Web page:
“A 25-year-old male patient with type 1 diabetes mellitus of 14 years’ duration, profound neuropathy and endstage renal failure treated with dialysis, slept in a bed next to a central heating radiator. During the night, in his sleep, his leg slipped against the radiator. He sustained full-thickness burns to his leg, but only attended the diabetic foot clinic when these became malodorous. There was a moist leathery eschar with purulent discharge. He was admitted to hospital for intravenous antibiotics. The burns were surgically debrided and split-skin grafts applied from a donor site on his thigh. He healed in 5 months.”
Note how well the last three guys are doing – they’re all in their 40es:
“A 46-year-old man with type 1 diabetes of 33 years’ duration, end-stage renal failure treated by renal transplantation and severe neuropathy, received regular foot checks under a renal foot study protocol. Three days before he went on holiday to the Channel Islands his feet were routinely checked and nothing abnormal was discerned. Two weeks later he came to the clinic on his return from holiday to report that his foot was ‘a little swollen’. He reported no trauma to the foot, but had been walking more than usual on cobbled pavements. The foot was red, 5°C hotter than the contralateral foot and very swollen. X-ray revealed a Lisfranc’s fracture-dislocation and he developed a rockerbottom foot. He was treated in a total-contact plaster cast for 6 months following which he wore bespoke boots to accommodate his deformity.”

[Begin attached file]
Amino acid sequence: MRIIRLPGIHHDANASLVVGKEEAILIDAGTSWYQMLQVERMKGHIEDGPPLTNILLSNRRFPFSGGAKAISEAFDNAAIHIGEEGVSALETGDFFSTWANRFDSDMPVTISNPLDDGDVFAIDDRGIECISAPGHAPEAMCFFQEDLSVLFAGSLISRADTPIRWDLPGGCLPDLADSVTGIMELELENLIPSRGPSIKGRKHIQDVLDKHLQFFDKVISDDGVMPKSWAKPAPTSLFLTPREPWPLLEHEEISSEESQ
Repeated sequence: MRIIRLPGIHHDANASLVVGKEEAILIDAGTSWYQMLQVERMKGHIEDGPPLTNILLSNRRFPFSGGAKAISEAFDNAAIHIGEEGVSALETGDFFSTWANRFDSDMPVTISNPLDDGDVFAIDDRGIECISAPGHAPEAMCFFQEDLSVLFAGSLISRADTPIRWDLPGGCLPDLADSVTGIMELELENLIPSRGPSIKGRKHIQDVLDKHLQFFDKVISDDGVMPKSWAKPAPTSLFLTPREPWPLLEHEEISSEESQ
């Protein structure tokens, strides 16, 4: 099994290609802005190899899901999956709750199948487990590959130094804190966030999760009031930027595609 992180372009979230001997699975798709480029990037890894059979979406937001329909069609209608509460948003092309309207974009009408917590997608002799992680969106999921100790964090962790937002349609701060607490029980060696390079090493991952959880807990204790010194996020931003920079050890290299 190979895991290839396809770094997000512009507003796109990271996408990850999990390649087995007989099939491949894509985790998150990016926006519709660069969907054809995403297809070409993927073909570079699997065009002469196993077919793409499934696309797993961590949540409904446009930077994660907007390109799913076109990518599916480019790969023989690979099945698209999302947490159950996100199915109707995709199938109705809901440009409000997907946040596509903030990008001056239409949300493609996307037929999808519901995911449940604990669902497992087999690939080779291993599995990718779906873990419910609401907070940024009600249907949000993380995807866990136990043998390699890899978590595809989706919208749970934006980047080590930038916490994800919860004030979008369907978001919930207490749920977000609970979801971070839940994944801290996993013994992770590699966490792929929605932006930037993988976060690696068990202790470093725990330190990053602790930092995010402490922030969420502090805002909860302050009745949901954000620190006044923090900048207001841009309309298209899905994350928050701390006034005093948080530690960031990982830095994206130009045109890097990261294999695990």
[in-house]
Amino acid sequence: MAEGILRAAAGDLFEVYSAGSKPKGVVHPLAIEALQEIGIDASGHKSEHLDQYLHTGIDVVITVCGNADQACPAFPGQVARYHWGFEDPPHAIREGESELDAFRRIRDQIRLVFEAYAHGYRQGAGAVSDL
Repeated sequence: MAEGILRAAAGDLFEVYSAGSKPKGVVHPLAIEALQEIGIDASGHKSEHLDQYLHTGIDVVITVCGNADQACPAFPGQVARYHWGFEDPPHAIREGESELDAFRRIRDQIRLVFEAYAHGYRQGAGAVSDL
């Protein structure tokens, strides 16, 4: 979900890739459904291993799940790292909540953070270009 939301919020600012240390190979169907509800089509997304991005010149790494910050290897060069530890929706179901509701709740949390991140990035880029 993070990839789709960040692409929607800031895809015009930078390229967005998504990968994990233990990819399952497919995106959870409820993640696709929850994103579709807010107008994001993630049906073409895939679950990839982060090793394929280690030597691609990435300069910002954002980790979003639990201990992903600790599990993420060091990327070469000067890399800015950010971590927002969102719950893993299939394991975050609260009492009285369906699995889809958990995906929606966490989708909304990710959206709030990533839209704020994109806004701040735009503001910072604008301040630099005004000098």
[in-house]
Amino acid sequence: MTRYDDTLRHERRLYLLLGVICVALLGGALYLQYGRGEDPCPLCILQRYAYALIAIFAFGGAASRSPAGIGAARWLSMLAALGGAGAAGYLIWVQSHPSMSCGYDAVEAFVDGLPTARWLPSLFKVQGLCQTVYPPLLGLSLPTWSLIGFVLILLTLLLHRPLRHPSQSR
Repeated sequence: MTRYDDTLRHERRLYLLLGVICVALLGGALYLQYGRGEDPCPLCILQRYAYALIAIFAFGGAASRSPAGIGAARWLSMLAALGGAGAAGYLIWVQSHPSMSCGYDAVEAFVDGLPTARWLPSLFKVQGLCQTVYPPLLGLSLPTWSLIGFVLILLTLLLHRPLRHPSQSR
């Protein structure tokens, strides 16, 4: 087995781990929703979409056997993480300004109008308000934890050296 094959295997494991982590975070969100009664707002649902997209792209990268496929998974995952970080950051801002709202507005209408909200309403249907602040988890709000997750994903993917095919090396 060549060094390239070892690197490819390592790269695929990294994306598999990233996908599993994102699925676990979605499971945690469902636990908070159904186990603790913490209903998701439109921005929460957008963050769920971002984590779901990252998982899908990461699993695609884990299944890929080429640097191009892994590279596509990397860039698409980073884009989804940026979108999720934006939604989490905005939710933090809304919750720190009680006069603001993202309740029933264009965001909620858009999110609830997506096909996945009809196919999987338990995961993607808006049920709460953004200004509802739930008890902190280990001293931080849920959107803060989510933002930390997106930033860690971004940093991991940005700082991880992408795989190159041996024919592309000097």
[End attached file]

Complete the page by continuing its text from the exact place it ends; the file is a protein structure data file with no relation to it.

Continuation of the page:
“A 40-year-old male with type 1 diabetes of 30 years’ duration, proliferative retinopathy treated with laser photocoagulation, sensory neuropathy and autonomic neuropathy including postural hypotension, developed an acute right mid-foot Charcot’s osteoarthropathy. Because of a previous episode of severe sepsis…”